I'm new to TikZ, and I'm trying to solve a problem which should be easy, I found many related examples but none helped me.

Given the following MWE:

\tikzstyle{every node}=[font=\small]
\draw plot[only marks, mark=+] coordinates{(-23.3mm,  18.6mm) (-23.3mm,  10.8mm) (-23.3mm,  2.3mm ) (-23.3mm, -5.9mm ) (-23.3mm, -14.2mm) (-23.3mm, -14.2mm) (-23.3mm, -22.2mm)};
\draw (-23.3mm,  18.6mm) node[anchor=west, text width=60.3mm ]{A. This is quite short.};
\draw (-23.3mm,  10.8mm) node[anchor=west, text width=60.3mm ]{B. This is already a bit longer, it should be on two lines.};
\draw (-23.3mm,  2.3mm) node[anchor=west, text width=60.3mm ]{C. This is really the longest of all blocks and it will span a whole number of three lines!!!};
\draw (-23.3mm,  -5.9mm) node[anchor=west, text width=60.3mm ]{D. This is short};
\draw (-23.3mm,  -14.2mm) node[anchor=west, text width=60.3mm ]{E. This is long but not too much but should again span two lines.};
\draw (-23.3mm,  -22.2mm) node[anchor=west, text width=60.3mm ]{F. This is short.};

I would like

  1. the text blocks to be as aligned as possible to the + anchors, using anchor=west.
  2. a minimum vertical space between blocks, which overrides the previous condition: if necessary, adjacent blocks should be displaced vertically to make room for three-lines blocks.

The preferred anchors positions, text width, image size and font are all fixed.

In the example, B should be moved up a bit, to make room for C.

The issue is that I want to automate this over several images, with different sets of text blocks, and I do not know in advance whether/where the three-line blocks will be (however I can make sure I do not have neighboring three-line blocks).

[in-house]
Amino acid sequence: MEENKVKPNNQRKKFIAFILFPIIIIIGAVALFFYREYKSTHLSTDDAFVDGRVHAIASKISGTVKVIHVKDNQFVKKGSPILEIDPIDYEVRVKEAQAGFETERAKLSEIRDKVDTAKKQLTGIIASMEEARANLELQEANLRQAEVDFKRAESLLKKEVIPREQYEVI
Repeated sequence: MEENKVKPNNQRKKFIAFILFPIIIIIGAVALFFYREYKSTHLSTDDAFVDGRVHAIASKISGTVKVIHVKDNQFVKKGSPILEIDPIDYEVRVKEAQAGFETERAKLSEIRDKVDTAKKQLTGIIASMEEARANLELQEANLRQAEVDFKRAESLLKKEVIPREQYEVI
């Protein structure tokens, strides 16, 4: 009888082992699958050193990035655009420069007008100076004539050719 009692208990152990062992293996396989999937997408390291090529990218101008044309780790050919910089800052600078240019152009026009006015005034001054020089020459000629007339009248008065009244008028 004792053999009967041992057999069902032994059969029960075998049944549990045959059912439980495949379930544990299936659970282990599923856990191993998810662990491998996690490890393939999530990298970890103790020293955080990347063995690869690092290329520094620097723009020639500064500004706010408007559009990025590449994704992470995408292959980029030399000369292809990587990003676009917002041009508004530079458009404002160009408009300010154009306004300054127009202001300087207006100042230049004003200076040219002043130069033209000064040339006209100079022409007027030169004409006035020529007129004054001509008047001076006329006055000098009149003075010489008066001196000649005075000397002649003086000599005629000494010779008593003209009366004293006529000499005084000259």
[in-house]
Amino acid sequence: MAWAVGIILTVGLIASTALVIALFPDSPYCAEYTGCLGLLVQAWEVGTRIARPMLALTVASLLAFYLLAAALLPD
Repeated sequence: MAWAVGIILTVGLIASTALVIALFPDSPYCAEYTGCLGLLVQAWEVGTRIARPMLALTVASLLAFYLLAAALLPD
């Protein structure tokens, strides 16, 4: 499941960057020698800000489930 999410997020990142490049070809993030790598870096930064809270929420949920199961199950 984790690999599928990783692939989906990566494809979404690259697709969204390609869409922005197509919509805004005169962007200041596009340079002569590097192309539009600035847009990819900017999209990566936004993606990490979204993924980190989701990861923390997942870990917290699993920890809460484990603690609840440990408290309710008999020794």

Note that if all blocks had three lines I would get out of the margins, so I cannot simply set a minimum height for all blocks. However I'm sure I have 6 blocks per image, only 1 or 2 are long, and they're not adjacent.

Note: I'm using XeLaTeX

Feel free to guess what I'm trying to do :)

  • use the examples given in the positioning library in the manual.
    – percusse
    May 31 '13 at 20:44
  • For the example you give the easiest way is just to set the text as normal paragraphs without using tikz at all. You could do that and then use tikz to overlay nodes over the natural position of the paragraphs. Is there an overriding need to set it as a single tikzpicture in your real code? May 31 '13 at 20:47
  • @DavidCarlisle but how can I make sure that the blocks are close to the anchors? E.g. if I have an image with 6 one-liners. About the overriding need: everything will be overlayed to a picture, so I figured doing all in tikz would be easier..
    – ggll
    May 31 '13 at 20:52
  • oh I misunderstood I think. So the + marks are fixed and you want to position text as close to them as possible. @percusse (who has the advantage over me of knowing something about tikz) suggests there is an existing library for that, so I'll pass on thi, but otherwise the method of this answer might be applicable tex.stackexchange.com/questions/78193 May 31 '13 at 20:58

If I understand correctly the problem, you need to have the + symbols evenly spaced, and the text "as near as possible" to each +, but avoiding the paragraphs being too close. So you allow for small shifts of particular paragraphs, leaving the others untouched.

So, an acceptable output would be:

Expected result

I'll draw a box around each paragraph to clarify. As you see, the paragraph B was shifted and the + is not longer vertically centered in this paragraph. But distance among + is constant.

Boxed result

How it was done

As you guessed, this required two passes. In the first pass all paragraphs are drawn as rectangluar nodes, vertically centered with its corresponding + symbol, but they were typeset with white ink, so they are not visible.